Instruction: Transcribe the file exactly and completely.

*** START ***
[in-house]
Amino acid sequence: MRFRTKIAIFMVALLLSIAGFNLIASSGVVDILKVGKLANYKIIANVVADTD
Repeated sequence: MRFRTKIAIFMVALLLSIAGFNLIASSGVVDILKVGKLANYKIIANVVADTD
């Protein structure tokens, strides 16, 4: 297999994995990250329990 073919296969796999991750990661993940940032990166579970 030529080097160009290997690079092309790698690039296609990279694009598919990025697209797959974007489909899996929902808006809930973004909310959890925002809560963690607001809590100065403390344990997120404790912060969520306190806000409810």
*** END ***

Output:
[in-house]
Amino acid sequence: MRFRTKIAIFMVALLLSIAGFNLIASSGVVDILKVGKLANYKIIANVVADTD
Repeated sequence: MRFRTKIAIFMVALLLSIAGFNLIASSGVVDILKVGKLANYKIIANVVADTD
């Protein structure tokens, strides 16, 4: 297999994995990250329990 073919296969796999991750990661993940940032990166579970 030529080097160009290997690079092309790698690039296609990279694009598919990025697209797959974007489909899996929902808006809930973004909310959890925002809560963690607001809590100065403390344990997120404790912060969520306190806000409810």